Post-Soviet Azerbaijan has repeatedly proven that it plays a key and critical role in the South Caucasus and the Middle East. Azerbaijan is the key transit route for the transfer of men and material to and from Afghanistan and Azerbaijan troops stand shoulder to shoulder with Allied troops in Afghanistan, as they did in Iraq and Bosnia. Azerbaijan also is a key partner in anti-terrorism intelligence gathering operations with the West.

Azerbaijan also serves as the linchpin for energy diversity and security for Europe and Western markets, as Azerbaijan is not only the major energy hub in the region, but a major producer of oil and natural gas that presents Europe with a non-Russian, non-OPEC and non-Iranian energy alternative. Azerbaijani pipelines, like the BTC (the largest oil pipeline in the world next to America’s Alaskan pipeline) pumps oil from the Caspian Sea through Georgia and to the Mediterranean Sea, terminating in the Turkish port city of Ceyhan.

In addition and, perhaps, more importantly, Azerbaijan and its Western partners have already begun construction on the network of pipelines that will comprise the Southern Gas Corridor, which will transport Azerbaijan’s vast gas reserves directly to Europe, thus alleviating the risk of Russia turning off the heat in the middle of winter for some perceived affront.

The pragmatic approach of Azerbaijan, as a whole, includes religious tolerance, multiculturalism of Azerbaijani society and constructive relations with its neighbors in a region where diplomacy is much more complex than in many other parts of the world. All of these factors played a role in the successful formation of this emerging democracy.

First, Israel wants to show the international community their full loyalty to the Muslim countries, secular and otherwise, that remain friendly to Israel. Azerbaijan plays an important role as a reliable supplier of energy to Israel. In exchange, Azerbaijan needs modern Israeli technology, agriculture knowhow and technology, communications and computer technology and modern weaponry, the list goes on and on.

As an Israeli citizen of Azerbaijani background, I can say proudly that the leadership of Azerbaijan shows a great degree of deference and partnership to the Jewish community. Under the patronage of President Ilham Aliyev two synagogues and the largest Jewish educational center in the South Caucasus have been built. Plans are in place for the first Azerbaijani Jewish museum, which will be the first Jewish museum in the South Caucasus.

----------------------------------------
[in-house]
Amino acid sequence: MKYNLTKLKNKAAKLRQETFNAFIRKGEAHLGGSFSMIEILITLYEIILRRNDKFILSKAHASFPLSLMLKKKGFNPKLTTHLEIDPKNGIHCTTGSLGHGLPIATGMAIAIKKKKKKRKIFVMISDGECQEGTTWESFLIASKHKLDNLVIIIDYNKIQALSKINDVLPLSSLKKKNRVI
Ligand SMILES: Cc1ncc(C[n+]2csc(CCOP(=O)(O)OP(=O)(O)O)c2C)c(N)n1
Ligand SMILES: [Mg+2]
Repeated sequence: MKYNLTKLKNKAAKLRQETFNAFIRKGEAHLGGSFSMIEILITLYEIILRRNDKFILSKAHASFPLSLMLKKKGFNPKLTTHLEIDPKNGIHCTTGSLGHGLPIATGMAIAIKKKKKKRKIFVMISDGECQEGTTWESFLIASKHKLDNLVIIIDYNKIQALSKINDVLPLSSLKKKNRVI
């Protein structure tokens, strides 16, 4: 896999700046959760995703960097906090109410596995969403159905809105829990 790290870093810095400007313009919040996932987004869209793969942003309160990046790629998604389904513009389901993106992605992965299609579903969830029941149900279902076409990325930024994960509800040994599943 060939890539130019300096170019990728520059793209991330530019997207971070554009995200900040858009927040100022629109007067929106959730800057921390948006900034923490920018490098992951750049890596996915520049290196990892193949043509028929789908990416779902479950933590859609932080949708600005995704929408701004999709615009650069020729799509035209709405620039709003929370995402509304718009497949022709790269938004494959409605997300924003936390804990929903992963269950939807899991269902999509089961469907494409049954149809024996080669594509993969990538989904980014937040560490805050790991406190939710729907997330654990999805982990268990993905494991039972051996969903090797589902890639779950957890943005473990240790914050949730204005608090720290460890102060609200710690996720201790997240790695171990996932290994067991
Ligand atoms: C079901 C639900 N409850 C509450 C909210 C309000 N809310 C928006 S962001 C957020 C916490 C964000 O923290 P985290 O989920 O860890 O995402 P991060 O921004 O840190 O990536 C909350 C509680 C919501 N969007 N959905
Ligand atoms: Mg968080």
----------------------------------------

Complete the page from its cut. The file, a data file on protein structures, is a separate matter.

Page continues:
If one wonders how the majority Muslim country of Azerbaijan came to such a rich alliance with Israel today, one need look no further than the Red Village, a tiny river conclave in the mountainous region of Quba. There, for centuries, a Jewish community has thrived amid a Muslim population. The ancient town of Krasnaya Sloboda (Quba) in northern Azerbaijan, said to be the only all-Jewish town outside of Israel, is the pride of Azerbaijan. In this region, Jewish and Muslim Azerbaijanis have been living harmoniously for centuries. Despite Armenia’s ethnic cleansing and aggression toward Azerbaijan, which includes occupation of 20% of its territories and one million refugees and internally displaced people, Azerbaijan is a true model of inter-civilizational and interfaith dialogue. Tolerance and multiculturalism are key foundations of the Azerbaijani society. Azerbaijan has made a concerted effort to create and foster the necessary political and social conditions for developing and strengthening the country’s traditions of multiculturalism and tolerance.

Time and again, Azerbaijan has demonstrated that harmony is possible, and issues can be resolved without resorting to violence or strife.

Importantly, President Aliyev has earned the respect of a wide swath of Israeli society for his dedication in this realm and to the Jews of Azerbaijan.

The relationships between Israel and Azerbaijan, and Muslim Azerbaijanis and Azerbaijani Jews, cannot be explained away by simple mutual self-interest. Common values and a shared history permeate the modern relationship. Both countries are enriched by the human connections between them and a determination to live in diverse and religiously tolerant societies. As a citizen of the State of Israel, it is clear to me that the leadership of Azerbaijan has not only incorporated attitudes toward Jews that transcend mere tolerance into its policies, but also into the fabric of its society.

Furthermore, it is evident and clear that Jews and Muslims in Azerbaijan have peacefully coexisted as brothers – and have become forever linked through common history and destiny.

The author is a noted expert on the former Soviet Union and the Middle East and the head of the Israeli NGO International Society Projects.